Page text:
In an interview with, the coach who has worked with Maria Sharapova and Lindsay Davenport talks about his hopes for the former Wimbledon finalist.
Mark Hodgkinson
July 5, 2018

LONDON, Great Britain - Eugenie Bouchard's past is of no interest to her new coach Robert Lansdorp. He doesn't "care" that she played in a Wimbledon final four years ago, and how this summer her triple-digit ranking meant she had to come through qualifying to make it to the main draw. All Lansdorp is bothered about is Bouchard's present and her future, and how he can upgrade her tennis. 

"I don't want to dwell on the past," Lansdorp said in an interview with at the Aorangi Park practice courts, as the 80-year-old prepared the Canadian, now ranked No.188 in the world, for Thursday's second-round match against Australia's Ashleigh Barty. 

Since they started working together around three months ago, they haven't once spoken about Bouchard's career highlight, when she finished as the runner-up to Petra Kvitova on the Wimbledon grass. "I never go there [to the 2014 final]. I never even talk about that final with Genie, never bring that up in conversation, because I don't care. I don't look back - and I also don't say to her, 'What happened?' I would rather take her the way she is, improve what she has, and make that better," said Lansdorp, who has previously worked with Maria Sharapova, Tracy Austin, Lindsay Davenport and Pete Sampras. 

Lansdorp has told Bouchard, 24, how much he believes in her game. "I think that's why she liked me when she came to me about three months ago. She liked that I could see things in her that I could improve on. I know what to do to get her to hit the ball better and more consistently. She hadn't been able to do that before," explained Lansdorp.

"I was excited about it because I figured, 'Hey, I can really help this girl.' And that's the only reason I'm here. I don't do the traveling just for the glory. I feel that I can help her to get better. If I can't, then I'll stop this, and if she gets to be No.1, I'll stop this. Then my job will be done."  

As Bouchard has said of her "old-school" coach: "He believes in me. I love having him around." 

Robert Lansdorp training with Maria Sharapova in 2003 (Getty)
Robert Lansdorp training with Maria Sharapova in 2003 (Getty)

"Everything is between the ears," is Lansdorp's perspective on the sport. "I say to Genie, 'Listen, if you do this, if you do that, your game will get better and better and better.'" 

The Indonesia-born coach has a wealth of experience behind him driving this philosophy. "After 50 years of developing players, I can tell you if you can develop their strokes to the point that they become automatic, it gets in their head," he explained. "They're mentally tough, but once they feel as though they can play on instinct they can just hit the ball - and mentally it becomes better. I'm very much into players hitting ball after ball after ball until they've hit thousands of balls. You want them to have that muscle memory so when the ball comes, they just hit. I think that will help her mentally."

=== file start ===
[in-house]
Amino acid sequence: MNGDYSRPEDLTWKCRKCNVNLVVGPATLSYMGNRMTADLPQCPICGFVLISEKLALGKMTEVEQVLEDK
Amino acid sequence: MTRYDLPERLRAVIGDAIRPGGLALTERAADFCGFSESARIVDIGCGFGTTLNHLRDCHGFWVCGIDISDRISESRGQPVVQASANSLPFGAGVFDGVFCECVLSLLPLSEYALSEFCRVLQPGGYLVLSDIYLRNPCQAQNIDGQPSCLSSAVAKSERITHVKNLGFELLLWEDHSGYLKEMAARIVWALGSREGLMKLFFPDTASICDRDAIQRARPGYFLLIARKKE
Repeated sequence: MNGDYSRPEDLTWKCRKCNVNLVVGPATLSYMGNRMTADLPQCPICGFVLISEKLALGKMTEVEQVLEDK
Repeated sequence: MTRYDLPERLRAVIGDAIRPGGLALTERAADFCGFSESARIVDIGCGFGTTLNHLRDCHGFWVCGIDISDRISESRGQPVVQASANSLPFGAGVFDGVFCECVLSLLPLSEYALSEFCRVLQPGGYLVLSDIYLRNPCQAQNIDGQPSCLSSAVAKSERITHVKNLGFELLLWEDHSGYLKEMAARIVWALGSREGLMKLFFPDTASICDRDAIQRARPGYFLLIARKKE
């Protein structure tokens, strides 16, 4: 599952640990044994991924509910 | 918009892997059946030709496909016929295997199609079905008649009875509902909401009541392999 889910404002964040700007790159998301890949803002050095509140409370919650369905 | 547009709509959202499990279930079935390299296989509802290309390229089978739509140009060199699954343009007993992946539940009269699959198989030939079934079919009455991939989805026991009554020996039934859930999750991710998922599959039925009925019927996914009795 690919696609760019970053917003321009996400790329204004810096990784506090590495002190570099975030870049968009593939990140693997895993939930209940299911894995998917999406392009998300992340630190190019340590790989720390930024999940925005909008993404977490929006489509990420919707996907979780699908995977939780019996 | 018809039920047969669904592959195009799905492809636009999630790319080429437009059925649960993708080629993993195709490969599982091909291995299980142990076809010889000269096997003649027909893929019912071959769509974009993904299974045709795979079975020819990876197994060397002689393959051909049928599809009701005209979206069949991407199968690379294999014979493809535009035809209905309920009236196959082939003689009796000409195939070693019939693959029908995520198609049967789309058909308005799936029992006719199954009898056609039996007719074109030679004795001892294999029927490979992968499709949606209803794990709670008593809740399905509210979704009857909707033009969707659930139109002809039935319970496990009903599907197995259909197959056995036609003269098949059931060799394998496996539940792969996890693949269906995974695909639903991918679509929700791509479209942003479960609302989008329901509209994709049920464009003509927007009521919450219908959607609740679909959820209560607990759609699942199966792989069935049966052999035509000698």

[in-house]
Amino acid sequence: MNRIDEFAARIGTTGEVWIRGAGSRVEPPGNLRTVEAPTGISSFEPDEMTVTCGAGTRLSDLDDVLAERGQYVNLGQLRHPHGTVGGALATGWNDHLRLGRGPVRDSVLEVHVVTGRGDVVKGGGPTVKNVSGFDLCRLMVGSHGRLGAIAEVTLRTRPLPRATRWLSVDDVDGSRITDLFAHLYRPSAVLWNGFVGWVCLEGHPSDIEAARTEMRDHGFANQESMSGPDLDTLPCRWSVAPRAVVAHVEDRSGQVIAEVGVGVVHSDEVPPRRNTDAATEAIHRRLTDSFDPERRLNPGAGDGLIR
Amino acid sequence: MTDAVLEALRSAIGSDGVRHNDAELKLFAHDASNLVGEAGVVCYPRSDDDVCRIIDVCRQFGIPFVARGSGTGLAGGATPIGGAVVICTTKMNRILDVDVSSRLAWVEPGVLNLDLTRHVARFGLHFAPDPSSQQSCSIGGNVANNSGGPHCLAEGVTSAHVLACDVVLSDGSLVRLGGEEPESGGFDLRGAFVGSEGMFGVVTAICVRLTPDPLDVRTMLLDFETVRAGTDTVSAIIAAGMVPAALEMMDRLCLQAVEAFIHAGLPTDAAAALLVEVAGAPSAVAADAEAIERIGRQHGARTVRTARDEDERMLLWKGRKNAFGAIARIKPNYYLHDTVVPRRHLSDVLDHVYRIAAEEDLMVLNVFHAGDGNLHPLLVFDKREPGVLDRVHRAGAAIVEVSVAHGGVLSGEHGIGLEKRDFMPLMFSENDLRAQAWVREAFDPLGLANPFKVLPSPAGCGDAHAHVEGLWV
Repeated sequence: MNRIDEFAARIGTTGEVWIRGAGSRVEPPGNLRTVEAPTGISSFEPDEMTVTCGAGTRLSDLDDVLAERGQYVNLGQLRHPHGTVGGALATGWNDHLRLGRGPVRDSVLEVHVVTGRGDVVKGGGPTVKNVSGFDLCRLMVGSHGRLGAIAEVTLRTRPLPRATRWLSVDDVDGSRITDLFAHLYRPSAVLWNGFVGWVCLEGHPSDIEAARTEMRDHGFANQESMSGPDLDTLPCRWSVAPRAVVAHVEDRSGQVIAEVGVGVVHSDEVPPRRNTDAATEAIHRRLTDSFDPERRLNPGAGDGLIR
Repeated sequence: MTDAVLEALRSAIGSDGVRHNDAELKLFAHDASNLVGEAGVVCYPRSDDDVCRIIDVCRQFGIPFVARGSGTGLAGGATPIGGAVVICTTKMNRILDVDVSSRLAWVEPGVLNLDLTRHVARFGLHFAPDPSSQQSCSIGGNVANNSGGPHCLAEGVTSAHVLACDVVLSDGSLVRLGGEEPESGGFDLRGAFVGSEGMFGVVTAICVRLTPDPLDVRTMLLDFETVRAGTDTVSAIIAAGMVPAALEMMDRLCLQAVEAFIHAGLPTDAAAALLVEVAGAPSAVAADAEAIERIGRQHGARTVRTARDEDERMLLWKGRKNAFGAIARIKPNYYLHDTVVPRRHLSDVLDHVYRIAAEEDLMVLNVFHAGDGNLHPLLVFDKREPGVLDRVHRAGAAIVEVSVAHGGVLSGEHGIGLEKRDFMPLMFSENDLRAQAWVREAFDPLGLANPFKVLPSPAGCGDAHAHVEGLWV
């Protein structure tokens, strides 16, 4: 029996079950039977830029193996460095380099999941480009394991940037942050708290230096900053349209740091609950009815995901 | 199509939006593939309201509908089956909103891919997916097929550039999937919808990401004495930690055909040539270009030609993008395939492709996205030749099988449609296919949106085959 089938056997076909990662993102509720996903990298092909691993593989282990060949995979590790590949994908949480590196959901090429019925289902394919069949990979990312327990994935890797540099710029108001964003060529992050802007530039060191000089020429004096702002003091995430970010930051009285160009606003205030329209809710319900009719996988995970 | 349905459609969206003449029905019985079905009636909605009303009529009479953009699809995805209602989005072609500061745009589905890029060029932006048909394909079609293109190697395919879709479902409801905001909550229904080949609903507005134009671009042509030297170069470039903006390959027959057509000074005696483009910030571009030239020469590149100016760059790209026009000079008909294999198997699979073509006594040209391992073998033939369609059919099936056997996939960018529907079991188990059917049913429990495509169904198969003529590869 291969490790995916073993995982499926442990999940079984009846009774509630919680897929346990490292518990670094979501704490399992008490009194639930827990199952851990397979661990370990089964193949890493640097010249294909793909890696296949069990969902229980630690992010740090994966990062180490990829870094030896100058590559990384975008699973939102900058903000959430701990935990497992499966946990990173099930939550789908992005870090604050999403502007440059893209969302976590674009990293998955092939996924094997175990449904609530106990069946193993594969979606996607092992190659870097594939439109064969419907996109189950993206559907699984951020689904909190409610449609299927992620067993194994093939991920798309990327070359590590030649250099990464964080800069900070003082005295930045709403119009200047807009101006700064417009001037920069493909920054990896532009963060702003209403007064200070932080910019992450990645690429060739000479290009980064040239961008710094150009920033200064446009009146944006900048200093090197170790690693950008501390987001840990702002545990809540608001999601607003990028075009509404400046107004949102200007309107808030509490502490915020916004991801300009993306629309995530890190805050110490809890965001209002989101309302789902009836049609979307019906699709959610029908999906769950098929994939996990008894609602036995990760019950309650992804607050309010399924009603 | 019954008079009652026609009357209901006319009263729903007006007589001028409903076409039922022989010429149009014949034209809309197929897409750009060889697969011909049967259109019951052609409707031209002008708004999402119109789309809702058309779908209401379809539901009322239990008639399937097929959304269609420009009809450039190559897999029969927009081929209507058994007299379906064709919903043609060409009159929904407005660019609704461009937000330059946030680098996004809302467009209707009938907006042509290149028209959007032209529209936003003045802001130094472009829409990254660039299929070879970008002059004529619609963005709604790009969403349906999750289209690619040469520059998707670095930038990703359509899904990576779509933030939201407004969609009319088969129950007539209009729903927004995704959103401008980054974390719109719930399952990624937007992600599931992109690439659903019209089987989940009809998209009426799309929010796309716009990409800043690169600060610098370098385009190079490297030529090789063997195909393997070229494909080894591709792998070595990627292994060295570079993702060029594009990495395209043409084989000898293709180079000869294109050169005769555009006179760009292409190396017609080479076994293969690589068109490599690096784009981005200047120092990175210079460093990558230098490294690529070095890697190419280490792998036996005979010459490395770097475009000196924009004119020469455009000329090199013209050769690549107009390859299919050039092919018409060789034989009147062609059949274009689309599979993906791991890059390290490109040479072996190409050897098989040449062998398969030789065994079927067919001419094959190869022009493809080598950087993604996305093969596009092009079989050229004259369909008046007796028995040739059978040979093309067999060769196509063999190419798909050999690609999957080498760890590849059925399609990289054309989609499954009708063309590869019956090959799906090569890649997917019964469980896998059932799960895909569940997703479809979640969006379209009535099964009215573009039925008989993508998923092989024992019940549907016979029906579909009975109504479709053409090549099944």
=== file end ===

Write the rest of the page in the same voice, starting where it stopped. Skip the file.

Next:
To appreciate how much Lansdorp is invested in Bouchard's progress, it is important to note that this is his first visit to Wimbledon in 20 years. "It's Wimbledon, it's a bit of a zoo, and it's always difficult at tournaments to make progress because you can't really do that much. It's about keeping it the way it is. The only reason I came was to keep her fine-tuned. You can't really put new stuff into her game, and that's the only thing that's really frustrating," he said. 

"We started working together about three months ago, but she got injured. She went to Europe and served too hard on the clay just practising and pulled an ab. So she was out for two months. She played Birmingham last month, which was her first [completed] tournament in about two months. Every match she plays is better," Lansdorp said with satisfaction.

Reflecting on Bouchard's 6-0, 4-6, 6-3 victory over British wildcard Gabriella Taylor in the first round at SW19, Lansdorp was also pleased with what he had seen. "On Tuesday, she played really well, then she went south someplace - and then she came back and pulled it out," he recalled. 

"That was a very good sign - because before, she wouldn't have done that."